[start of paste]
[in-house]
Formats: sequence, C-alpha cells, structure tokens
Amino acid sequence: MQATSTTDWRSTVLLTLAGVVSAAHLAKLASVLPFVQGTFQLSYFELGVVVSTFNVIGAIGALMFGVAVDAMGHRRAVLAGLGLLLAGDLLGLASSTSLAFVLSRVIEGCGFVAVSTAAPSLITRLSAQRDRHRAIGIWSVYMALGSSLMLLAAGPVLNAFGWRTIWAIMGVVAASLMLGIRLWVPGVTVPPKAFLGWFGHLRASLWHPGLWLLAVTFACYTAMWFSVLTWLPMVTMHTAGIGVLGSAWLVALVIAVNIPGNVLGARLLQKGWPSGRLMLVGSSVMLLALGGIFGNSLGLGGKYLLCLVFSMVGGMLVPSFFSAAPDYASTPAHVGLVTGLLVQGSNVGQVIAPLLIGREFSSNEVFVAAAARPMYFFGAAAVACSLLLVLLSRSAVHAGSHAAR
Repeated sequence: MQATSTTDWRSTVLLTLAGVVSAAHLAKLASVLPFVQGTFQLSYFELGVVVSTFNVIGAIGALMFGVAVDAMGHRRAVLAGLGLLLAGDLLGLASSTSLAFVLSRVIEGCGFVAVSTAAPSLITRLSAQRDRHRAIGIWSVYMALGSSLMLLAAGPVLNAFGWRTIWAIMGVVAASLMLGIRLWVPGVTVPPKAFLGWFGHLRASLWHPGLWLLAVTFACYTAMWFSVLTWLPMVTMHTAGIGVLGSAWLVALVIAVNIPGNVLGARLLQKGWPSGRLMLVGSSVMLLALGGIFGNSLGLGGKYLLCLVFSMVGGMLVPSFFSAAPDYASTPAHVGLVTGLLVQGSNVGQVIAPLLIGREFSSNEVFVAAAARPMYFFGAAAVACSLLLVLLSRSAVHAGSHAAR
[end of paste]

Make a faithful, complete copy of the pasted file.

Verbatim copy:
[in-house]
Formats: sequence, C-alpha cells, structure tokens
Amino acid sequence: MQATSTTDWRSTVLLTLAGVVSAAHLAKLASVLPFVQGTFQLSYFELGVVVSTFNVIGAIGALMFGVAVDAMGHRRAVLAGLGLLLAGDLLGLASSTSLAFVLSRVIEGCGFVAVSTAAPSLITRLSAQRDRHRAIGIWSVYMALGSSLMLLAAGPVLNAFGWRTIWAIMGVVAASLMLGIRLWVPGVTVPPKAFLGWFGHLRASLWHPGLWLLAVTFACYTAMWFSVLTWLPMVTMHTAGIGVLGSAWLVALVIAVNIPGNVLGARLLQKGWPSGRLMLVGSSVMLLALGGIFGNSLGLGGKYLLCLVFSMVGGMLVPSFFSAAPDYASTPAHVGLVTGLLVQGSNVGQVIAPLLIGREFSSNEVFVAAAARPMYFFGAAAVACSLLLVLLSRSAVHAGSHAAR
Repeated sequence: MQATSTTDWRSTVLLTLAGVVSAAHLAKLASVLPFVQGTFQLSYFELGVVVSTFNVIGAIGALMFGVAVDAMGHRRAVLAGLGLLLAGDLLGLASSTSLAFVLSRVIEGCGFVAVSTAAPSLITRLSAQRDRHRAIGIWSVYMALGSSLMLLAAGPVLNAFGWRTIWAIMGVVAASLMLGIRLWVPGVTVPPKAFLGWFGHLRASLWHPGLWLLAVTFACYTAMWFSVLTWLPMVTMHTAGIGVLGSAWLVALVIAVNIPGNVLGARLLQKGWPSGRLMLVGSSVMLLALGGIFGNSLGLGGKYLLCLVFSMVGGMLVPSFFSAAPDYASTPAHVGLVTGLLVQGSNVGQVIAPLLIGREFSSNEVFVAAAARPMYFFGAAAVACSLLLVLLSRSAVHAGSHAAR